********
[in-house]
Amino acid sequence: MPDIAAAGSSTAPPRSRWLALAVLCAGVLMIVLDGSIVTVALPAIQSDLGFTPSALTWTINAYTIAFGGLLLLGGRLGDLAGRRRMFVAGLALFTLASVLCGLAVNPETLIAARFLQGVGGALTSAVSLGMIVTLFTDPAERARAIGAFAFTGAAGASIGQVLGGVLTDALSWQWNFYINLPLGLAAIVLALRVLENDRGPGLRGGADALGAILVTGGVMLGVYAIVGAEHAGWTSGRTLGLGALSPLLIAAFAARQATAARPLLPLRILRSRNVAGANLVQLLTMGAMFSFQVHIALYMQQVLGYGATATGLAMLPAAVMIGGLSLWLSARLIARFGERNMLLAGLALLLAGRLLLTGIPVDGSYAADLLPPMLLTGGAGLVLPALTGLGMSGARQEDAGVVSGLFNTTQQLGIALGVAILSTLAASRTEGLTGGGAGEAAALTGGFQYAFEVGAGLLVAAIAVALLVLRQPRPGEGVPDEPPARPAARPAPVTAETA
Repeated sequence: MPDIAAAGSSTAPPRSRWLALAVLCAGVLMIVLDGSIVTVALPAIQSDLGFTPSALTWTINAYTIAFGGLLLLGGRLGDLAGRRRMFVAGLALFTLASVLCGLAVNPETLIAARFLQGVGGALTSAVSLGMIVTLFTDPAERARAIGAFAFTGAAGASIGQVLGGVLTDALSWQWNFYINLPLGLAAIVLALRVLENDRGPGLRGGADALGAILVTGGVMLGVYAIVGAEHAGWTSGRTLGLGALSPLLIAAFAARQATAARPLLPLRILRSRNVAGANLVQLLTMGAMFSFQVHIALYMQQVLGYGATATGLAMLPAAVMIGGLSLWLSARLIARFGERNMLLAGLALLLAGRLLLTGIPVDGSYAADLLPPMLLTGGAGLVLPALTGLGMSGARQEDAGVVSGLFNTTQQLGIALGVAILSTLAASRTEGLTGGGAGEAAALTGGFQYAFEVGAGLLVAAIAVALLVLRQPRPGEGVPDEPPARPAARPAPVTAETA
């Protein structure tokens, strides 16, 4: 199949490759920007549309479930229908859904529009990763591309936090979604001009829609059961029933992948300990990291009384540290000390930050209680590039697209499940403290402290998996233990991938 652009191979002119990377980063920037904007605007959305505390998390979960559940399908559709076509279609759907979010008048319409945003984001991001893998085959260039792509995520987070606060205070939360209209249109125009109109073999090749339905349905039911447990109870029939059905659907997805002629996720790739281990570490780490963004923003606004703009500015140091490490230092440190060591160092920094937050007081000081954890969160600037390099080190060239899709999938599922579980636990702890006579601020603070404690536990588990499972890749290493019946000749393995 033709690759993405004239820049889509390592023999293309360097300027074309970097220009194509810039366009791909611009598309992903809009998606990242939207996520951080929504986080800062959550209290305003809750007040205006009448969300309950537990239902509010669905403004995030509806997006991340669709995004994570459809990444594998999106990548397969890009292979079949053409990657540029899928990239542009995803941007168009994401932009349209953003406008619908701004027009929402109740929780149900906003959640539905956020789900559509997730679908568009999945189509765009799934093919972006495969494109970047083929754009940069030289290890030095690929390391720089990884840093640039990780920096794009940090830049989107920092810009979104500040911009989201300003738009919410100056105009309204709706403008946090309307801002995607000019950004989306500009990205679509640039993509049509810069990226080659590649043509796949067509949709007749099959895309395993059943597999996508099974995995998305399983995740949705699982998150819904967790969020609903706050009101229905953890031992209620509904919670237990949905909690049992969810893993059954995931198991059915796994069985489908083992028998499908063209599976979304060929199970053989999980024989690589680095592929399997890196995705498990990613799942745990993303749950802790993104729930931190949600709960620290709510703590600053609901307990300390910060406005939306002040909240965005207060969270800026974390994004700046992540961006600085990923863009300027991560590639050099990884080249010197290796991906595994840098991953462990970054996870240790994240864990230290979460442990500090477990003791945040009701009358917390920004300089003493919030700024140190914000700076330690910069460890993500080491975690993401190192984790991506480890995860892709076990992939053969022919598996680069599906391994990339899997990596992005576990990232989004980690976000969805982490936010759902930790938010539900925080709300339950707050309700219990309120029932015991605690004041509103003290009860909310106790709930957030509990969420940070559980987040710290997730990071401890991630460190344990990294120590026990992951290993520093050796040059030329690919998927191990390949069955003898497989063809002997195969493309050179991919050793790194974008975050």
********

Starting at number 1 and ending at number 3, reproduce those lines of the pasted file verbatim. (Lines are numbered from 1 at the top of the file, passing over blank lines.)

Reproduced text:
[in-house]
Amino acid sequence: MPDIAAAGSSTAPPRSRWLALAVLCAGVLMIVLDGSIVTVALPAIQSDLGFTPSALTWTINAYTIAFGGLLLLGGRLGDLAGRRRMFVAGLALFTLASVLCGLAVNPETLIAARFLQGVGGALTSAVSLGMIVTLFTDPAERARAIGAFAFTGAAGASIGQVLGGVLTDALSWQWNFYINLPLGLAAIVLALRVLENDRGPGLRGGADALGAILVTGGVMLGVYAIVGAEHAGWTSGRTLGLGALSPLLIAAFAARQATAARPLLPLRILRSRNVAGANLVQLLTMGAMFSFQVHIALYMQQVLGYGATATGLAMLPAAVMIGGLSLWLSARLIARFGERNMLLAGLALLLAGRLLLTGIPVDGSYAADLLPPMLLTGGAGLVLPALTGLGMSGARQEDAGVVSGLFNTTQQLGIALGVAILSTLAASRTEGLTGGGAGEAAALTGGFQYAFEVGAGLLVAAIAVALLVLRQPRPGEGVPDEPPARPAARPAPVTAETA
Repeated sequence: MPDIAAAGSSTAPPRSRWLALAVLCAGVLMIVLDGSIVTVALPAIQSDLGFTPSALTWTINAYTIAFGGLLLLGGRLGDLAGRRRMFVAGLALFTLASVLCGLAVNPETLIAARFLQGVGGALTSAVSLGMIVTLFTDPAERARAIGAFAFTGAAGASIGQVLGGVLTDALSWQWNFYINLPLGLAAIVLALRVLENDRGPGLRGGADALGAILVTGGVMLGVYAIVGAEHAGWTSGRTLGLGALSPLLIAAFAARQATAARPLLPLRILRSRNVAGANLVQLLTMGAMFSFQVHIALYMQQVLGYGATATGLAMLPAAVMIGGLSLWLSARLIARFGERNMLLAGLALLLAGRLLLTGIPVDGSYAADLLPPMLLTGGAGLVLPALTGLGMSGARQEDAGVVSGLFNTTQQLGIALGVAILSTLAASRTEGLTGGGAGEAAALTGGFQYAFEVGAGLLVAAIAVALLVLRQPRPGEGVPDEPPARPAARPAPVTAETA